There's a story out today by Rajiv Chandrasekaran in the Washington Post about the new push by about 4,000 Marines into the Helmand Valley in Afghanistan. Helmand is the opium capitol of the world and a Taliban stronghold.
Like the drug trade everywhere, only a tiny percentage of the population makes any money at it, and in a lot of cases, entire small villages are sharecroppers under a sort of feudal system. Anyhow the Taliban can get a foot soldier for about $5 per day and it ain't about ideology as much as it is about staying alive. Better to be the guy with the gun than otherwise.
About a hundred miles away in Kandahar, the Taliban has been chased out, but there is no functional government. Saw Sarah Chayse sum it up nicely on a recent Rachel Maddow Show :
"....one of my cooperative members was bringing some car parts - he has an auto parts store - in from the border. He had to pay bribes at eight different checkpoints, you know, to the police.
So it‘s like you are afraid of the Taliban and then the government is abusing you, too. And it is this constant navigation of trying to make your way between these two hostile forces in a way."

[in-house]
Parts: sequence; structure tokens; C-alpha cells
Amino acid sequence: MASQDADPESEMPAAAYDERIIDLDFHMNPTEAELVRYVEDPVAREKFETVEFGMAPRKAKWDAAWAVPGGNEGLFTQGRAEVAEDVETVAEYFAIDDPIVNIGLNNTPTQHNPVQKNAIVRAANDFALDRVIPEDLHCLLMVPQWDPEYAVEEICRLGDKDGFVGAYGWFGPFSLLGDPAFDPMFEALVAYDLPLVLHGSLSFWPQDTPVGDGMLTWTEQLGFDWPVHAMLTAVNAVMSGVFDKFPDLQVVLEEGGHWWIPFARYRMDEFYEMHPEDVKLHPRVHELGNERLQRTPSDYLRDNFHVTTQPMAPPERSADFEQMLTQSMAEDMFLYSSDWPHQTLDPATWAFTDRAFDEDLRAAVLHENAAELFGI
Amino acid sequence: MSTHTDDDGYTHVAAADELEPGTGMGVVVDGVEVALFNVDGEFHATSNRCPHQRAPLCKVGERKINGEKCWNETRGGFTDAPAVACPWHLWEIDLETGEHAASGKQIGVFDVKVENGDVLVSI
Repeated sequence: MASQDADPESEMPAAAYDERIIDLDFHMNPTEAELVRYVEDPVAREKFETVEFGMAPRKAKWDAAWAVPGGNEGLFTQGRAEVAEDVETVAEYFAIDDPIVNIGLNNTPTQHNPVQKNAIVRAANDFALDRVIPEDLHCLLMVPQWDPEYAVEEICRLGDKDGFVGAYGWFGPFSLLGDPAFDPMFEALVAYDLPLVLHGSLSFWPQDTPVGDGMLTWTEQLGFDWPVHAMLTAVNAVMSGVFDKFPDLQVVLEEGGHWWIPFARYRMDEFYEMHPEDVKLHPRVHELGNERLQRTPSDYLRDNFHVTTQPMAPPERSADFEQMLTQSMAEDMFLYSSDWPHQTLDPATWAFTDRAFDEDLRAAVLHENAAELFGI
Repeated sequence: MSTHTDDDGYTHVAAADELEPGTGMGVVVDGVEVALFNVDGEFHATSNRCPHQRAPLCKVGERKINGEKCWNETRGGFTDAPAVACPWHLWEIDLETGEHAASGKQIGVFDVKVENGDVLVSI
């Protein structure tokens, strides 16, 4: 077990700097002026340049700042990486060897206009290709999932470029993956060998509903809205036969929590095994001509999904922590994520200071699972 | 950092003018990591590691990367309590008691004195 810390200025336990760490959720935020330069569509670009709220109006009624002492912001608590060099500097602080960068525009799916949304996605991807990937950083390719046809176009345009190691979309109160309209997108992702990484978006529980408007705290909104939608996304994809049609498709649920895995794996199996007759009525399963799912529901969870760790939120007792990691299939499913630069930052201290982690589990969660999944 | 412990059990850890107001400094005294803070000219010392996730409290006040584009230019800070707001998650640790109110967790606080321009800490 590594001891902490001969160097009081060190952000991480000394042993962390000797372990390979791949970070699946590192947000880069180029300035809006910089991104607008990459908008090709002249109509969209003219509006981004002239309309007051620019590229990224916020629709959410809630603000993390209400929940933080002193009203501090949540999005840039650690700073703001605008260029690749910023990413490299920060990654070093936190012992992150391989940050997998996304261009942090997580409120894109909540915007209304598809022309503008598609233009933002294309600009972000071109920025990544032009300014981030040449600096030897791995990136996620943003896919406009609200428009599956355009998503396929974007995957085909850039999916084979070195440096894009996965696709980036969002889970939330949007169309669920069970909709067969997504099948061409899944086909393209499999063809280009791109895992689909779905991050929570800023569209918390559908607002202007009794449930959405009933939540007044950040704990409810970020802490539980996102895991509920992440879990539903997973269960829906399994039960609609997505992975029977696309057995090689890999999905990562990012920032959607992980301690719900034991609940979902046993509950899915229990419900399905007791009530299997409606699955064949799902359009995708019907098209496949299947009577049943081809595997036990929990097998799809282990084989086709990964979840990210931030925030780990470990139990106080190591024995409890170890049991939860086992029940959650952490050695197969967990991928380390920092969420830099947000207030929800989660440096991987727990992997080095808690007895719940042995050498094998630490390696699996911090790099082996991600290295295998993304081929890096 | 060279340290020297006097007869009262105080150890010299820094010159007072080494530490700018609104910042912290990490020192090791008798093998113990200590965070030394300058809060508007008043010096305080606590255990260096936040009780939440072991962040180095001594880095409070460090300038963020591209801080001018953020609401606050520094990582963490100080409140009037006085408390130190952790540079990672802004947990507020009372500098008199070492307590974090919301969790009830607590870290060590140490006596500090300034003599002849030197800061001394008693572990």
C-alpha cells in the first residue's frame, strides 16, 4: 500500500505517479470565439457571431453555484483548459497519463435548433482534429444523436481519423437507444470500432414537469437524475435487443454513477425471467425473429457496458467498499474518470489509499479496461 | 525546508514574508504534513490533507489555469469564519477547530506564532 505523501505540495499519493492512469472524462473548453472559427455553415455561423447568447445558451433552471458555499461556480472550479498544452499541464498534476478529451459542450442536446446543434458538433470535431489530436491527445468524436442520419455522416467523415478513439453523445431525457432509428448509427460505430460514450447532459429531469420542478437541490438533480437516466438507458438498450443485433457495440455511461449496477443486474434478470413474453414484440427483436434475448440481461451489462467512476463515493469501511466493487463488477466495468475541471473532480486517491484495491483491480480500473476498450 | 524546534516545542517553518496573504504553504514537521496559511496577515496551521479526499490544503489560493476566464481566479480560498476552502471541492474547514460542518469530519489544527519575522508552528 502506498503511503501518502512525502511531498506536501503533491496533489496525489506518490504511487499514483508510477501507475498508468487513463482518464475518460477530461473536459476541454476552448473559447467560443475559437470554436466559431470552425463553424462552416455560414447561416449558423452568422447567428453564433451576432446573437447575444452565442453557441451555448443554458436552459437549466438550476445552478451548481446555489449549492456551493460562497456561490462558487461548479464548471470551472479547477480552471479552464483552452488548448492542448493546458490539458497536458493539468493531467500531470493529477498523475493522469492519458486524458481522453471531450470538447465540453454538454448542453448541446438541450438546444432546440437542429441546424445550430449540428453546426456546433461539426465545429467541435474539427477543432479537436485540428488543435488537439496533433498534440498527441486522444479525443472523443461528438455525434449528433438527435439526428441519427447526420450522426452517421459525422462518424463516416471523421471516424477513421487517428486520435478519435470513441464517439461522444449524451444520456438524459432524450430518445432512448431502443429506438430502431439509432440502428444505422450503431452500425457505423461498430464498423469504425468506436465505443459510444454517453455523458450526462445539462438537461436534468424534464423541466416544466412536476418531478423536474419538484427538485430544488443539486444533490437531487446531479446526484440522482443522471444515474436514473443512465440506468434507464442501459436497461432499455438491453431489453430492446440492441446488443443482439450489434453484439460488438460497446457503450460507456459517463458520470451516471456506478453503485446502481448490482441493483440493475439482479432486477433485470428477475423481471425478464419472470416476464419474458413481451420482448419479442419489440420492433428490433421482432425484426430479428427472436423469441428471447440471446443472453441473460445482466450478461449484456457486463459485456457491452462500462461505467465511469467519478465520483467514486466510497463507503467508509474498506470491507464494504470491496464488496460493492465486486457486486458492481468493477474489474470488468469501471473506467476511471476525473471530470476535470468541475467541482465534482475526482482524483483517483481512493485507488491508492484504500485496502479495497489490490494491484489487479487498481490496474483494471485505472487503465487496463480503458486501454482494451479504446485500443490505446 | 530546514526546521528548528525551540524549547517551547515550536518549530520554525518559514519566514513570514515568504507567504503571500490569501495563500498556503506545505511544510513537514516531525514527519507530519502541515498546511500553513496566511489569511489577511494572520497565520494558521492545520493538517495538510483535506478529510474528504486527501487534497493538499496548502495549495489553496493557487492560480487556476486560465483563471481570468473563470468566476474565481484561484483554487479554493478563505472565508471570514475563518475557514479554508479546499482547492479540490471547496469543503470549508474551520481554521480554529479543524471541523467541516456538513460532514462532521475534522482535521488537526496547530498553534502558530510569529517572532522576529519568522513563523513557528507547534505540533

The Marines seem to have their work cut out for them. We've been messing around in Helmand for years, going at it from the top end of the KBR/Halliburton food chain with various large scale construction projects that wind up as besieged fortresses like the Kajaki Damwhich has a shiny new turbine, but gets attacked and harassed regularly. Meanwhile the farmers downstream don't have wiring in their houses anyway, so the Hearts and Minds thing ain't been going so well.
Obama's big plan is to get the troops out into the villages, run off any random Talibs and sit down with the local elders to run up to-do lists for the immediate betterment of the locals. Obama's wonks seem to get the whole economic problem and the governmental power vacuum, and the Marines have their orders, so we'll hope for the best. I used to work with some guys from this part of the world back in Esfahan Iran in '78, and they haven't had a moment of peace since. They definitely are due for a break. Still it all reminds me of an old Firesign Theater sketch where the U.S Navy is anchored off the coast of Africa, firing (if memory serves) Levis and Nikes into the jungle, once and for all solving all post colonial ills.